To acquire wisdom, one must observe

An interview with the Kiwibot team

There are probably few things that feel as utopian as finding yourself sharing a sidewalk with a robot, especially one that carries your lunch orders. Since last month, Kiwibots have presented themselves as Brandeis’s introduction to such reality: Kiwibots, with their slick, blocky designs, bright orange flags and expressive faces that make winks or heart eyes at passerby, have been parading from North Quad all the way down to Rosenthal Quad and beyond. The future, it seems, is now.

The Brandeis Hoot did an interview with members of Kiwi Campus, the company behind Kiwibots, over zoom. They told The Hoot that Kiwibots’ missions have always been to serve communities and to “make delivery by technology accessible.” And the team has been amazed by Brandeis’ response to robot delivery: 50 Kiwibot orders were placed on the first day and the Kiwi team told The Hoot that the number of deliveries in the first week broke the company’s internal record.

Brandeis is far from Kiwi’s first rodeo. A Colombian food delivery startup co-founded by Felipe Chávez Cortés and Sergio Pachón, Kiwi started out with human couriers. It then switched to robot delivery when it expanded to the U.S. in 2016, partnering with colleges in California such UC Berkeley. Now, Kiwibots operate across 15 college campuses and have completed two hundred thousand deliveries in total. Last year, Kiwi announced a partnership with Sodexo, the hospitality company behind Brandeis’ dining services and the Bite app. Michael Reilly, Sodexo’s resident district manager at Brandeis, remarked that Bite, launched at Brandeis in fall 2020, allows for efficient, mobile ordering and helps with enforcing social distancing given the pandemic, and Kiwibots help further this goal. Sodexo has seen the success of Starship Technologies, another robot delivery service, at universities like Bridgewater State. Brandeis is actually the first school in New England who welcomed Kiwibots onto its campus, Reilly said.

Why college campuses? The Kiwi team cited the high concentration of businesses and demands around school campuses as well as colleges’ willingness to experiment with robot delivery. The team mentioned that Chávez, the company CEO, regards solving students’ needs as a way of furthering his goal of “serving communities.” And Kiwi does so by offering low budget delivery.

The team walked me through the process of ordering a Kiwibot delivery: open the Bite app, select “Order” from the bottom menu, click “Kiwibot Delivery,” and you will see a list of dining options which include classic dining choices like Einstein as well as virtual dining like Buddy V’s Cake Slice and MrBeast Burger. Then, you select from a list of 20 drop-off locations on campus, all of which are dorms, pick a delivery time and choose a payment method. Once an order is placed, you will receive a text message with a link that keeps track of the delivery’s location. After restaurant handlers load the orders into Kiwibots, Kiwibots will start navigating to its destination using a pre-built map of the entire Brandeis campus. Once the Kiwibot has arrived at its destination, you will receive another text message with a prompt to open up the robot and retrieve your order.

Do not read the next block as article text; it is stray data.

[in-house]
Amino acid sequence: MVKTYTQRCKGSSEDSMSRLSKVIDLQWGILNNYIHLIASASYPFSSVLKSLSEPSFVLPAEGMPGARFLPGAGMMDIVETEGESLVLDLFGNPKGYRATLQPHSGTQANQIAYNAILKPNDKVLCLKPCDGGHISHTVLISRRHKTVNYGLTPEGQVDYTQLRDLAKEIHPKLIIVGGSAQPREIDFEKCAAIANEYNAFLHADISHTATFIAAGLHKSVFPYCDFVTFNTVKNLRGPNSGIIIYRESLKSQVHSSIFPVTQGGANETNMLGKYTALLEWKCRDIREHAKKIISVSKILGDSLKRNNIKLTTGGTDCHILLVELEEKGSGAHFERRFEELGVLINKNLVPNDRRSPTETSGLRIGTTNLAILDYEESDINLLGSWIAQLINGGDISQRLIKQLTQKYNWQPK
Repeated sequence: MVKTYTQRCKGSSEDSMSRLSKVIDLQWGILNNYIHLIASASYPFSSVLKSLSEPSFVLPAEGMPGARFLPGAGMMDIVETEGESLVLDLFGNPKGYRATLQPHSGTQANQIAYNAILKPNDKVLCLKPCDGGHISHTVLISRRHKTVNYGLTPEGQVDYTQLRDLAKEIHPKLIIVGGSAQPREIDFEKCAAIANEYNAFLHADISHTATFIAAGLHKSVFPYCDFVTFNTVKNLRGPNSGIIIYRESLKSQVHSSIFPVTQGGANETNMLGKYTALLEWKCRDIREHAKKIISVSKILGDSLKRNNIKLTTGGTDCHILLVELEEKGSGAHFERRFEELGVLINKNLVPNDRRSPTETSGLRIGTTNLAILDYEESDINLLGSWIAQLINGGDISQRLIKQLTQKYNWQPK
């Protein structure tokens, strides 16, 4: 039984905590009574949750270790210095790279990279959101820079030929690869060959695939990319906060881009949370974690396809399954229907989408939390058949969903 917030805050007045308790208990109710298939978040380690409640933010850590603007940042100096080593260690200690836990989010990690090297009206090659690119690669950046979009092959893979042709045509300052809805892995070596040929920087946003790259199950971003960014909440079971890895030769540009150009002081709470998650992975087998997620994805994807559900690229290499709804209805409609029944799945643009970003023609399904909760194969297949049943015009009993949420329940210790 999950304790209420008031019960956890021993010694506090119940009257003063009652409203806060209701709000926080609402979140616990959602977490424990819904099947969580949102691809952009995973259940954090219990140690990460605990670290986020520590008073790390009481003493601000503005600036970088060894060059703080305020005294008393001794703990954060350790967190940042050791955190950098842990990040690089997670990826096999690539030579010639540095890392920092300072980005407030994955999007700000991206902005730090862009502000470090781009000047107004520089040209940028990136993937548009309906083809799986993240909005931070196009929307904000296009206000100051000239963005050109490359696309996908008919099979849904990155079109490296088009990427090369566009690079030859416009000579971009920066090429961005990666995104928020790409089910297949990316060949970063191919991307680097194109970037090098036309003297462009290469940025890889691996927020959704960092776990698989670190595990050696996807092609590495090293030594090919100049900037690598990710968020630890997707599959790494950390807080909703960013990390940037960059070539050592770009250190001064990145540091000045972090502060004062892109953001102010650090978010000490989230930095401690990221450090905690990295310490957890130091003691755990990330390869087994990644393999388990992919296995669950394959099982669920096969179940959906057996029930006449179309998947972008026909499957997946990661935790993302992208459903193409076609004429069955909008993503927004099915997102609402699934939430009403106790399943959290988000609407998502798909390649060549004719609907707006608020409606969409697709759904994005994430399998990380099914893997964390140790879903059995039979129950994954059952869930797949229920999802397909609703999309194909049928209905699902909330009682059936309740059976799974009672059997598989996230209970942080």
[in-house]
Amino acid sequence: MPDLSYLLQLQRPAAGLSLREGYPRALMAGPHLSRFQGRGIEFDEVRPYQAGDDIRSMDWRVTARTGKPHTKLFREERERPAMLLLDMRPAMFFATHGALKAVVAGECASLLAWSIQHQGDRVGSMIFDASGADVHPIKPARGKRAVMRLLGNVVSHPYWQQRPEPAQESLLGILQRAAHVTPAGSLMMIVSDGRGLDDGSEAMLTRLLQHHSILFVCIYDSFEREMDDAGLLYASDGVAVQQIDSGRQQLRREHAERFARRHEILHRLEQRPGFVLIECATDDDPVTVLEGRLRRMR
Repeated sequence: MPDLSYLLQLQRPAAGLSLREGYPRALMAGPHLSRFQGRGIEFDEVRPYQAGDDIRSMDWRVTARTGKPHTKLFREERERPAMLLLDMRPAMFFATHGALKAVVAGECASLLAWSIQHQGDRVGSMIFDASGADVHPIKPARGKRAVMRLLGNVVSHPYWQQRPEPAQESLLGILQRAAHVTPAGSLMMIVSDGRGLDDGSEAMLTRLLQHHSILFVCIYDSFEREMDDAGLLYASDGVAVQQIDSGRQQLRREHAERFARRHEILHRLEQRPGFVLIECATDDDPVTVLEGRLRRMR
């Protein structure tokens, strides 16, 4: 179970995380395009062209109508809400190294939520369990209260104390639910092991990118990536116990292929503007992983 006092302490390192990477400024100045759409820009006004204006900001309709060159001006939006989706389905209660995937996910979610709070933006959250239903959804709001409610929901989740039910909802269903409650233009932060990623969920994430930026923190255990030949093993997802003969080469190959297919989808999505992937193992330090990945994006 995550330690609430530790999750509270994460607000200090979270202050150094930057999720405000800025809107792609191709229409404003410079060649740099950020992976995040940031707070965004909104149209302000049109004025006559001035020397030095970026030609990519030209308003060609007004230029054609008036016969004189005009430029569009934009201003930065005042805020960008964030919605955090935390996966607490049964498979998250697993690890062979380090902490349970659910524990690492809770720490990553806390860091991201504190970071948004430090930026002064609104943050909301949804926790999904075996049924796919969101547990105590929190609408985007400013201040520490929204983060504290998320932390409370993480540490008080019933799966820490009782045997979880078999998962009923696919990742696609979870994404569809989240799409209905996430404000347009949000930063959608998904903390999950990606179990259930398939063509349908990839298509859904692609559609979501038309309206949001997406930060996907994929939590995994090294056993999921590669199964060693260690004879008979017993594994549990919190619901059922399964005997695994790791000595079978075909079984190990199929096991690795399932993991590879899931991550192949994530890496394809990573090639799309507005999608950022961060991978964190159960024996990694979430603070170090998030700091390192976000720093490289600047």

Lizzy Joo ’22, shared with me her first Kiwibot delivery experience: she initially had trouble with the tracking link she received so she checked Bite instead to see whether the order had arrived. Joo placed her order at 4:50 p.m. and she didn’t get it until 5:40 p.m.. Despite that, Joo remarked that she would use Kiwibots again and believes Kiwibot delivery to be a convenient choice, especially for people in quarantine.

Currently, there are 15 Kiwibots on the Brandeis campus and only seven of them are operating on a daily basis. And the team will deploy more Kiwibots as the demand grows. Kiwibots are eco-friendly, producing zero carbon emission, using batteries as their power source. Kiwibot 4.1, the newest iteration of the robots which currently operate in Brandeis, stay on campus overnight. They can operate for eight hours after three hours of charging.

With the presence of our new metallic friends come ample opportunities for “happy” accidents. “I’m afraid for the Kiwibots,” said Eben Saveson ’24. “What if they get kicked or run over?” In response to that, the team assured me of Kiwibots’ ability to avoid people and objects. Kiwibots are capable of sensing distances using laser scan data and will stop for passersby. And if you were too busy texting and accidentally bumped into one of them, school and students will not be liable for these incidents. “We have our robot insurance,” the team added. And for those who want to prank their new metallic friends, the team said that students should keep in mind that doing so will cause delay in others’ deliveries. Kiwibots are not fully autonomous yet, so human operators are always on standby to resolve any issues.

So how do Kiwibots benefit Brandeis? The Kiwi team believes Kiwibots offer great convenience, especially for students who are immobile or confined to their dorm rooms. Moreover, Kiwi has been hiring students as part of its operations and maintenance teams in other campuses and it will do the same at Brandeis. There might be internship opportunities, too. “These robots do not take any jobs, but [they] create more jobs,” said the team. In the future, the team said Kiwi’s goal is to expand to 100 campuses. They are also launching in Dubai and partnering with Disney and Domino’s Pizza.

If you want to witness firsthand the sight of a Kiwibot waiting for you at your dorm entrance, consider placing an order on Bite.

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